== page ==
By Jennifer Calfas
October 8, 2017

Former San Francisco 49ers quarterback Colin Kaepernick appeared to refute a report Sunday that he would stand during the National Anthem if he played in the NFL again.

“A lie gets halfway around the world before the truth has a chance to get its pants on,” Kaepernick tweeted with an attribution to Winston Churchill.

Kaepernick, who kneeled during the National Anthem while quarterback for the 49ers last year to protest racial injustice and police brutality, spoke with CBS NFL Insider Jason La Canfora on Saturday about his future as he remains unsigned by a team. In his retelling of the conversation on CBS Sports on Sunday, La Canfora said Kaepernick would not kneel during the National Anthem if given the opportunity to return to the NFL. But the two never discussed the issue, La Canfora later clarified on Twitter.

Kaepernick also retweeted several people — including his girlfriend Nessa Diab and prominent Black Lives Matter activist Deray McKesson — denying the claim following La Canfora’s comments.

La Canfora said on Twitter he was relaying other reports about the athlete’s plans for demonstrations, not referring to their conversation specifically.

“My primary takeaway was that his sole focus right now is on being a quarterback,” La Canfora said Sunday. Later on Twitter, La Canfora doubled down on his reports that Kaepernick is working hard to return to the NFL.

Kaepernick was not signed with a team before the new NFL season. Insiders and supporters of Kaepernick have said his protests are why NFL teams are steering clear of the veteran quarterback who started for the 49ers and led the team to their Super Bowl appearance in 2013.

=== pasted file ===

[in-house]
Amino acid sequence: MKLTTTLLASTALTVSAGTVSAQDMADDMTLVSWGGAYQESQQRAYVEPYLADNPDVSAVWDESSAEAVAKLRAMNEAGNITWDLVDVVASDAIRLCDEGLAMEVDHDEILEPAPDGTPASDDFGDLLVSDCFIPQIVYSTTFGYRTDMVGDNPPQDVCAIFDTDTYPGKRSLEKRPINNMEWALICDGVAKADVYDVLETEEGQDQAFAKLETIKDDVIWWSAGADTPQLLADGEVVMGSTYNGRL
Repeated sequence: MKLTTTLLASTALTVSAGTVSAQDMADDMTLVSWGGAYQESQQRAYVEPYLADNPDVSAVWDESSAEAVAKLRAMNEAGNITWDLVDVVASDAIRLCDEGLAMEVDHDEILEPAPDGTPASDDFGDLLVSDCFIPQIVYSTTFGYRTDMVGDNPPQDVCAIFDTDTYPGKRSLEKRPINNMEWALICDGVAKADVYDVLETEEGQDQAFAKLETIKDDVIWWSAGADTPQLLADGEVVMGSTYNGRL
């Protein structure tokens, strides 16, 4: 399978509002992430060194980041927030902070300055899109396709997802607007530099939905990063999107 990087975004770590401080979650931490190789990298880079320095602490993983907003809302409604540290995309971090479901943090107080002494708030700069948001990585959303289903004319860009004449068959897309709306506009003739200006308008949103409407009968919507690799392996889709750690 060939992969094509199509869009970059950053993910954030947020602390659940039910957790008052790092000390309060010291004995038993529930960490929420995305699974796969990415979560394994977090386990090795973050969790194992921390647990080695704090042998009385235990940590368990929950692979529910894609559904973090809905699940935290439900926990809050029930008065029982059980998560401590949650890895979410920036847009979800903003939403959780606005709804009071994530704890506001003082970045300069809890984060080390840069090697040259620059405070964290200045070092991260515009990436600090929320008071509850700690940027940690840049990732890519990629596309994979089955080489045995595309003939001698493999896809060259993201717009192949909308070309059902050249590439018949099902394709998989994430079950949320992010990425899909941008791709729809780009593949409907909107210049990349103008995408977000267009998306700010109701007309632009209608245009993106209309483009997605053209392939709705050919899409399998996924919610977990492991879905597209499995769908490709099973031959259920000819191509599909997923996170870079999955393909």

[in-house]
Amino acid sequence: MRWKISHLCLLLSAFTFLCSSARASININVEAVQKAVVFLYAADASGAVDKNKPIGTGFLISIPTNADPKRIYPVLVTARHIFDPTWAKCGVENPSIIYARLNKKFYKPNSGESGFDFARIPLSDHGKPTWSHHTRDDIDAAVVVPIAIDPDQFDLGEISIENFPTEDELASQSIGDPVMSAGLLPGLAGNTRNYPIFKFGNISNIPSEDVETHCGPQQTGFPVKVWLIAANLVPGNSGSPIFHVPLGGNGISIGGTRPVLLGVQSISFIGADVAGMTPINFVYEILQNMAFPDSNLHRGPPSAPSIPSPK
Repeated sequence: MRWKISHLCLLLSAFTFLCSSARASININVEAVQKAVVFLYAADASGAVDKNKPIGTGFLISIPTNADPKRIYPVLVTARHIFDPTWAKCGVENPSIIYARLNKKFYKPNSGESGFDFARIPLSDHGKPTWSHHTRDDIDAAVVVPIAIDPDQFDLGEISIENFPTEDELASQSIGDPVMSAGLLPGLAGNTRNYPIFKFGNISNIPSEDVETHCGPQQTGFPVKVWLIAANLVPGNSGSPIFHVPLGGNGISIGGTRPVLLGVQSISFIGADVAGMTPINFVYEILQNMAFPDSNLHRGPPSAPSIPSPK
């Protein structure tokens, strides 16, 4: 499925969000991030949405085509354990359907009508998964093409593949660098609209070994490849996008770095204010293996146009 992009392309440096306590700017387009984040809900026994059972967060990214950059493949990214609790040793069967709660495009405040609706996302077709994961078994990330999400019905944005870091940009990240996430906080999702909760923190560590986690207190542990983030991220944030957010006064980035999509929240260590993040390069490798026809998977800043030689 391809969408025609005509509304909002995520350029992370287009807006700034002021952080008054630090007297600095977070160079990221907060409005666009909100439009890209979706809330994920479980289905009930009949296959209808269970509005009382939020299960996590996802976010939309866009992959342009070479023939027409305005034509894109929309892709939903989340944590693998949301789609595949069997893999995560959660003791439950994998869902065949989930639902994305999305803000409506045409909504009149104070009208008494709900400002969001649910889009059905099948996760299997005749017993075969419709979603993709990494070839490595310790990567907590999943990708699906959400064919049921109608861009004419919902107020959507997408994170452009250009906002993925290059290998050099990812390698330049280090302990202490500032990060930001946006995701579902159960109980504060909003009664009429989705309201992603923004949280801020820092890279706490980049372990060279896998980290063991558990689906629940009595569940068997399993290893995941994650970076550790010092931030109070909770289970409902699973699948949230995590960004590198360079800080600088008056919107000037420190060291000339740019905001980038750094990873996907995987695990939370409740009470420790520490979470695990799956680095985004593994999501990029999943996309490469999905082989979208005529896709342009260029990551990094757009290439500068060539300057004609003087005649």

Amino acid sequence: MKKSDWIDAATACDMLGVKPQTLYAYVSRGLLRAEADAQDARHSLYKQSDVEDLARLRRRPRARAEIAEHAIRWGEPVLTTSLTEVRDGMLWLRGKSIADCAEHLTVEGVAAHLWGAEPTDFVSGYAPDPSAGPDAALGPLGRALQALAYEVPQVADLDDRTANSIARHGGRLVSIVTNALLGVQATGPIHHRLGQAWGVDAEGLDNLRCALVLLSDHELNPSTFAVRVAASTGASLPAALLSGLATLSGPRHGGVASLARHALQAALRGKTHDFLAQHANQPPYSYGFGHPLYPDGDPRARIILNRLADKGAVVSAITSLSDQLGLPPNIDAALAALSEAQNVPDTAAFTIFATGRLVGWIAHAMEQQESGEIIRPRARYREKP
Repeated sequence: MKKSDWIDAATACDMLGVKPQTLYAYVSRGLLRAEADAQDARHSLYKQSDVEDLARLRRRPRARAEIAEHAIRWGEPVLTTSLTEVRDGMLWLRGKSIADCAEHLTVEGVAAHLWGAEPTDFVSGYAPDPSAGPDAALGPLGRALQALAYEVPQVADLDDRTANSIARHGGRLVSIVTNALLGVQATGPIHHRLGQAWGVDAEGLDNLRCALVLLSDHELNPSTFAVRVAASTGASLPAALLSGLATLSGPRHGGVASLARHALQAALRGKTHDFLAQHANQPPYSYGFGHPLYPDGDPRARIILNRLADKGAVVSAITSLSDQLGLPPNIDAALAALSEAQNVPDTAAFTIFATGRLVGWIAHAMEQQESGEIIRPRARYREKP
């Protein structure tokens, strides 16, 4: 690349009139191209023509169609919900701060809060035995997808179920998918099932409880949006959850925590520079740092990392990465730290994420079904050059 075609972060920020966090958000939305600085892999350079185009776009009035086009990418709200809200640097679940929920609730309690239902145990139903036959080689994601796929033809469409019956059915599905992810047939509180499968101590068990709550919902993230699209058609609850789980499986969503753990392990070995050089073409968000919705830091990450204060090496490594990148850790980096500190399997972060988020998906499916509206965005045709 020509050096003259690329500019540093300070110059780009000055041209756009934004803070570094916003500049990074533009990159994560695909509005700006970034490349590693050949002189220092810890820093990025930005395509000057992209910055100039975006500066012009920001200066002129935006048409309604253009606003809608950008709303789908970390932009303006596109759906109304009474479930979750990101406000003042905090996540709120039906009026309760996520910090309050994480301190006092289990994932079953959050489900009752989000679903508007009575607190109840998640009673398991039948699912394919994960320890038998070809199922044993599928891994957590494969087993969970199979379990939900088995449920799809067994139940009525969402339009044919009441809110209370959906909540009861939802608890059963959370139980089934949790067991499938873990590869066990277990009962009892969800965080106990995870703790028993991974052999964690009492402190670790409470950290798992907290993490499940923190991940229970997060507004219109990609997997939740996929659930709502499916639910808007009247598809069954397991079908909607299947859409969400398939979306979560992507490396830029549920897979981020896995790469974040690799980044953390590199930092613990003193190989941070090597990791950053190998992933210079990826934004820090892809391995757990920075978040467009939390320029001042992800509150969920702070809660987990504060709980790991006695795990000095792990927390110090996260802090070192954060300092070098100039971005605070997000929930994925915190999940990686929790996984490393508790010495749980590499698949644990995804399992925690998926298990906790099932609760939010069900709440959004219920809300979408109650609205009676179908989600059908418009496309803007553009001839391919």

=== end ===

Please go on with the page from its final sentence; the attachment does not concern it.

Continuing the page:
Despite not playing in the NFL this season, Kaepernick’s protests have influenced a number of players and teams as the movement amplified after President Donald Trump blasted those in the league who took a knee. At a rally last month, Trump appeared to refer to Kaepernick as a “son of a b–ch” and said NFL teams should fire players who chose to protests.

That weekend, more than 200 NFL players took a knee and others linked arms with their teammates before and during the national anthem to show solidarity. The movement has expanded outside of the NFL, too, with players kneeling at college stadiums and high school football fields.

Kaepernick has remained fairly quiet as demonstrations during the National Anthem occurred, though he has retweeted several people on social media encouraging NFL players to kneel. Off the field, the quarterback runs the Colin Kaepernick Foundation, where he has vowed to donate $1 million and all of his 2016 jersey sales to communities in need around the country.

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